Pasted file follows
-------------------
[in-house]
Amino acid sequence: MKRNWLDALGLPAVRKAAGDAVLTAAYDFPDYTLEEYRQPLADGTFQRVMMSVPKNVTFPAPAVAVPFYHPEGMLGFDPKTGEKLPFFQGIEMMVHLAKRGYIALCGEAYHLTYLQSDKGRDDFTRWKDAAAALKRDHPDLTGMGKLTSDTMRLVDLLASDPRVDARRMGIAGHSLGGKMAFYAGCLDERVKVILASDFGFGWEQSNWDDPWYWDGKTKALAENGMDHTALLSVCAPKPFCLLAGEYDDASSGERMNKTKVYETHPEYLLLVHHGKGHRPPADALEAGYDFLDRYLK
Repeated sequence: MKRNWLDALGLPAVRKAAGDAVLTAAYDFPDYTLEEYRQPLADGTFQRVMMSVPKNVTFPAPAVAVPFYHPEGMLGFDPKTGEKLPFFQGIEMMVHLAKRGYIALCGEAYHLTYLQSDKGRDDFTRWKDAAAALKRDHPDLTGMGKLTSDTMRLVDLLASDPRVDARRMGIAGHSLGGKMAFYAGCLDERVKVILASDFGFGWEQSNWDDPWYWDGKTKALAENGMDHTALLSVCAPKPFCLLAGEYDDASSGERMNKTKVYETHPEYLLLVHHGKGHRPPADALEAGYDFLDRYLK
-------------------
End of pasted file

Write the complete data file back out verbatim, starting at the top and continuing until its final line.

[in-house]
Amino acid sequence: MKRNWLDALGLPAVRKAAGDAVLTAAYDFPDYTLEEYRQPLADGTFQRVMMSVPKNVTFPAPAVAVPFYHPEGMLGFDPKTGEKLPFFQGIEMMVHLAKRGYIALCGEAYHLTYLQSDKGRDDFTRWKDAAAALKRDHPDLTGMGKLTSDTMRLVDLLASDPRVDARRMGIAGHSLGGKMAFYAGCLDERVKVILASDFGFGWEQSNWDDPWYWDGKTKALAENGMDHTALLSVCAPKPFCLLAGEYDDASSGERMNKTKVYETHPEYLLLVHHGKGHRPPADALEAGYDFLDRYLK
Repeated sequence: MKRNWLDALGLPAVRKAAGDAVLTAAYDFPDYTLEEYRQPLADGTFQRVMMSVPKNVTFPAPAVAVPFYHPEGMLGFDPKTGEKLPFFQGIEMMVHLAKRGYIALCGEAYHLTYLQSDKGRDDFTRWKDAAAALKRDHPDLTGMGKLTSDTMRLVDLLASDPRVDARRMGIAGHSLGGKMAFYAGCLDERVKVILASDFGFGWEQSNWDDPWYWDGKTKALAENGMDHTALLSVCAPKPFCLLAGEYDDASSGERMNKTKVYETHPEYLLLVHHGKGHRPPADALEAGYDFLDRYLK